Brad Laabs: Eating fish is healthy, tasty and good for you
A couple of years ago I wrote an article about the importance of fish in a healthy diet. In the past I also wrote to help clarify some of the health warnings that have given consumption of fish what I consider to be an over-reaction by some. A recent conversation with someone ill-informed that has stayed away from eating fish because of mercury and PCBs, has prompted me to write about this again.
I will stress…eating fish is good for you, but like most things in life, too much of anything can be a bad thing.
Fish are fun to catch, tasty, and good for you. Fish is an excellent source of low fat protein, and is rich in nutrients. Fish is one of the few foods with omega 3 fatty acids that help with the health of the eyes, brain, and nervous system. Eating a regular diet of fish has been proven to reduce the risk of heart disease and diabetes. Many experts agree that the benefits of eating fish as a part of your healthy diet may help with the prevention or reduction of risks of other chronic diseases.
Both store bought and sport caught fish can contain contaminants like mercury or PCB’s. I would guess that almost everything we get from the stores now probably has some level of contamination due to the use of pesticides and preservatives. Almost everything we consume now has been tainted by our pollution problems.
For eating fish from Minnesota lakes, the state does not recommend more than one meal a week for women that are pregnant or children under the age of 15. The rest of us can eat more!
A meal of fish consists of 8 ounces for a person of 150 pounds, add or subtract 1 ounce for every 20 pounds above or below that weight. The Minnesota Department of Natural Resources, the Minnesota Pollution Control Agency, and the Minnesota Department of Health collaborate to produce the consumption advisories.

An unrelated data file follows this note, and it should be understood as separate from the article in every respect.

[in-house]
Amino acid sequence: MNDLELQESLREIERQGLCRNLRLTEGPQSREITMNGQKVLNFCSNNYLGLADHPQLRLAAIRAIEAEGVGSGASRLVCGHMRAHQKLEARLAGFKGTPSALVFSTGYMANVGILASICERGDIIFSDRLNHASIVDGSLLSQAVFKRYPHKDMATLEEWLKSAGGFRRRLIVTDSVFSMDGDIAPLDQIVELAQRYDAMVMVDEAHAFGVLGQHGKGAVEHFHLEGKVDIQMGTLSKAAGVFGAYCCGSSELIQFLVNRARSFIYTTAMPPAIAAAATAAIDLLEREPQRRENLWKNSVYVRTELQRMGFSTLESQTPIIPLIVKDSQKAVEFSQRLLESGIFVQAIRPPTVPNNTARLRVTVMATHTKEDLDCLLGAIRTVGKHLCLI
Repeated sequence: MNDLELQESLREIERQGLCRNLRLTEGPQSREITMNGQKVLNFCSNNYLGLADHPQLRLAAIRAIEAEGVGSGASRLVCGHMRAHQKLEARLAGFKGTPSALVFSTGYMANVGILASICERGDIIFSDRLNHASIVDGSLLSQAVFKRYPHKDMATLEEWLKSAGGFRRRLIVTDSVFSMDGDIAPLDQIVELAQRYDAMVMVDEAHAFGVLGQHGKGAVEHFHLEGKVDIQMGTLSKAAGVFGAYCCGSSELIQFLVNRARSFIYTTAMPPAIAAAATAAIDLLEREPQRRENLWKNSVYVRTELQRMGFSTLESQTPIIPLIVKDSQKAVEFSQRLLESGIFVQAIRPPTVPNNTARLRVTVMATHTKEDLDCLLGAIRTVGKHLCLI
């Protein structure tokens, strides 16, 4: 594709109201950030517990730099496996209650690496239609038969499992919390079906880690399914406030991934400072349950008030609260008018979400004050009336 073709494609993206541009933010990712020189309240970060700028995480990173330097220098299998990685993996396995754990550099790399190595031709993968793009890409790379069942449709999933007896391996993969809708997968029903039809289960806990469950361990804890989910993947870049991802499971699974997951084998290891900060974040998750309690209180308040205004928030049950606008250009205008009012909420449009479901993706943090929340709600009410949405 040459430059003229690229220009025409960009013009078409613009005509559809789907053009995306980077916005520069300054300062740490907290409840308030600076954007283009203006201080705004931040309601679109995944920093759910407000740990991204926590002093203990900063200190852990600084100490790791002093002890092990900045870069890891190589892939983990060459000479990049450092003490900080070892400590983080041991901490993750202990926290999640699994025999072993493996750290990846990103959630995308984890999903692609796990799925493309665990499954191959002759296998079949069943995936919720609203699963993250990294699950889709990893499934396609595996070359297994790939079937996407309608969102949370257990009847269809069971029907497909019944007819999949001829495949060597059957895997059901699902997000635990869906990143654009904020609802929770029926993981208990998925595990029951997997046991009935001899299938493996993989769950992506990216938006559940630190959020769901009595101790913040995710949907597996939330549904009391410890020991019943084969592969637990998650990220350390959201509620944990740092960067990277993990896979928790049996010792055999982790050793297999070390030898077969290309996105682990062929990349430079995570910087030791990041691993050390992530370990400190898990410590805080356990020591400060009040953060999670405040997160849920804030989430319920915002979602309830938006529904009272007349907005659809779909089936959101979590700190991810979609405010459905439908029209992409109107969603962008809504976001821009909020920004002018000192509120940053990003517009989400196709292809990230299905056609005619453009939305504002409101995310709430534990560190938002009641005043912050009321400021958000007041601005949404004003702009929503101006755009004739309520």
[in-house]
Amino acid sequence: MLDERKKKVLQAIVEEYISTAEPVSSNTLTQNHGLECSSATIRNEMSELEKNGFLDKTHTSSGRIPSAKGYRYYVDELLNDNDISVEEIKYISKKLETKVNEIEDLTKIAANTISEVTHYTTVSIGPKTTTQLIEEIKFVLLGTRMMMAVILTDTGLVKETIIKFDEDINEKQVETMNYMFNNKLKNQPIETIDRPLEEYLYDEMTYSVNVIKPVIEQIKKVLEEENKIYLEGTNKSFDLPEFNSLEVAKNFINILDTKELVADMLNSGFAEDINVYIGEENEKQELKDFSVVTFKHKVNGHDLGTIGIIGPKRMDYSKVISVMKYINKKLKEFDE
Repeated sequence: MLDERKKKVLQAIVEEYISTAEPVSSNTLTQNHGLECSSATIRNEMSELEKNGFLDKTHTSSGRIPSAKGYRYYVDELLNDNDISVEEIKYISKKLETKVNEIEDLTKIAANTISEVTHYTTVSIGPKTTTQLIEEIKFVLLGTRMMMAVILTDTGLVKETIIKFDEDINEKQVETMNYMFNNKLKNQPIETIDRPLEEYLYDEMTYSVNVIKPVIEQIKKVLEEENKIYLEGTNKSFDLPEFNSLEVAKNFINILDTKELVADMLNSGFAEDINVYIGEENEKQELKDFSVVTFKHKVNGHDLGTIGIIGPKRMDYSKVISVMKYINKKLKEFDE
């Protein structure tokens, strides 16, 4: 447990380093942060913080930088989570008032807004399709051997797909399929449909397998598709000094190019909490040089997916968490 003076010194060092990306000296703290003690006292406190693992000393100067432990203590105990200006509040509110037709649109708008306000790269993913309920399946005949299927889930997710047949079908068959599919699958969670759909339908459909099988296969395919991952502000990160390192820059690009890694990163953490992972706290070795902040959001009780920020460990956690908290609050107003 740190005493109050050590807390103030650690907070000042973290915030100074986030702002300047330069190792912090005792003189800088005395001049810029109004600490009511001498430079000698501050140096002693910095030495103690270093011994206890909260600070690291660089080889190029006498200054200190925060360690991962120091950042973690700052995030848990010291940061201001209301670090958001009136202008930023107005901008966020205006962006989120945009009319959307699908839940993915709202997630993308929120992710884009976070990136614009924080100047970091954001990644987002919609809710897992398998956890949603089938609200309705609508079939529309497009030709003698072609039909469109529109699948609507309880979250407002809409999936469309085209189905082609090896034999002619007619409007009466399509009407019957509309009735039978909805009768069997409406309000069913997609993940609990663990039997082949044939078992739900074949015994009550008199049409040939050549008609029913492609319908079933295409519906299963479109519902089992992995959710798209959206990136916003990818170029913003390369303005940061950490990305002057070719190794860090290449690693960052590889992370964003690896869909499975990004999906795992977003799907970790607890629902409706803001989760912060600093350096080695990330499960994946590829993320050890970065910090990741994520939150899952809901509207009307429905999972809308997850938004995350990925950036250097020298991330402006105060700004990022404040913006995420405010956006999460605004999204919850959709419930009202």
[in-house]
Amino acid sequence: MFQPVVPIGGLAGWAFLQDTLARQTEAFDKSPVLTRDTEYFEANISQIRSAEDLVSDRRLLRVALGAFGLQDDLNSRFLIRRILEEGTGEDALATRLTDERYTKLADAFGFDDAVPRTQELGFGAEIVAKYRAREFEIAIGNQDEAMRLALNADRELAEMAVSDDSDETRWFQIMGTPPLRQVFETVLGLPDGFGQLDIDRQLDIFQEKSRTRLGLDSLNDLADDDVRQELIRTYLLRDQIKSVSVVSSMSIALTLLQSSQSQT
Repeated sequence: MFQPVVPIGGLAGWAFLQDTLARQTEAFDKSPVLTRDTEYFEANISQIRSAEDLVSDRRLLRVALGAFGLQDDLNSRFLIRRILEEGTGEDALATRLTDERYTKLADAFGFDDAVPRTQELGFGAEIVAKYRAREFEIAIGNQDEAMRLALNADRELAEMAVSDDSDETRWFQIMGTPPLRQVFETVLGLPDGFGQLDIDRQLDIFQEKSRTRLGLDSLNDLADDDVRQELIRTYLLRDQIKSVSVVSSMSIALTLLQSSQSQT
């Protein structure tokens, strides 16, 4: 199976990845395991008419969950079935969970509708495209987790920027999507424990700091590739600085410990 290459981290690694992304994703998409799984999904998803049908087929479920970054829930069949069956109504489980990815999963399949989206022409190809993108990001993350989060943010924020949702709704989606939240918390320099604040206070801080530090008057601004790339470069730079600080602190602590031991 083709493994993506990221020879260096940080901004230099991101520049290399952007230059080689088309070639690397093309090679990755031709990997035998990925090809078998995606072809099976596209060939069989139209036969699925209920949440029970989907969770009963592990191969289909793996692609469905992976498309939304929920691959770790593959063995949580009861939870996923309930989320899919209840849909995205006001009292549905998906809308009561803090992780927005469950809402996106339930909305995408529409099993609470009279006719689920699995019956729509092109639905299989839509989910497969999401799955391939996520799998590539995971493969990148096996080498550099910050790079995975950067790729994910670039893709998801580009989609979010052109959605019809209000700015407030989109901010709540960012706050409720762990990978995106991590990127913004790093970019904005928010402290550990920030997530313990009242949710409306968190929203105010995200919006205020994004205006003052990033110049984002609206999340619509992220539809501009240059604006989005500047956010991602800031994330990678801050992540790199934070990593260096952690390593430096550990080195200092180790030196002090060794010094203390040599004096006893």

There are some bodies of water that fish consumption is not recommended more than once a month for that population (pregnant women and children under 15). None of those lakes are located in Becker County.
Mercury is found in fish everywhere in the state, for that matter, just about everywhere in the country. Mercury is in our lakes because of the burning of coal, mining, and the incineration of other materials that contain mercury. Mercury does not affect the taste or smell of fish. It is over-consumption of fish that can be the problem for mercury build up in humans.
PCB’s have been in fish from Lake Superior and the Mississippi River. PCB’s are present because of the synthetic oils used prior to 1976, and the extremely long time it takes to break down PCB’s in nature. Fish from these waters can be consumed, but it is prudent to follow the consumption recommendation guidelines. Specific data on fish consumption guidelines for Minnesota lakes, Lake Superior, and the Mississippi River, can be obtained from the DNR website at: www.dnr.state.mn.us
Additional tips for reducing the risks for containment consumption include eating smaller sized fish, cutting out the belly fat, removing the skin, and eating fewer “fatty” fish such as carp, catfish, and lake trout. I believe you are better off eating fish caught locally. It is hard to know exactly were other fish really come from, and how it has been cared for during handling.
Bottom line, I trust me more than I trust others when it comes to my fish. Minnesota water quality agencies are doing a great job monitoring, managing, and improving our water quality. In turn, this manages and improves the quality and health of our fisheries and fish. Fishing and eating fish is healthy for us. Go fishing and keep a few smaller fish to eat and enjoy.
(Laabs runs Brad Laabs’ Guide Service in Detroit Lakes.)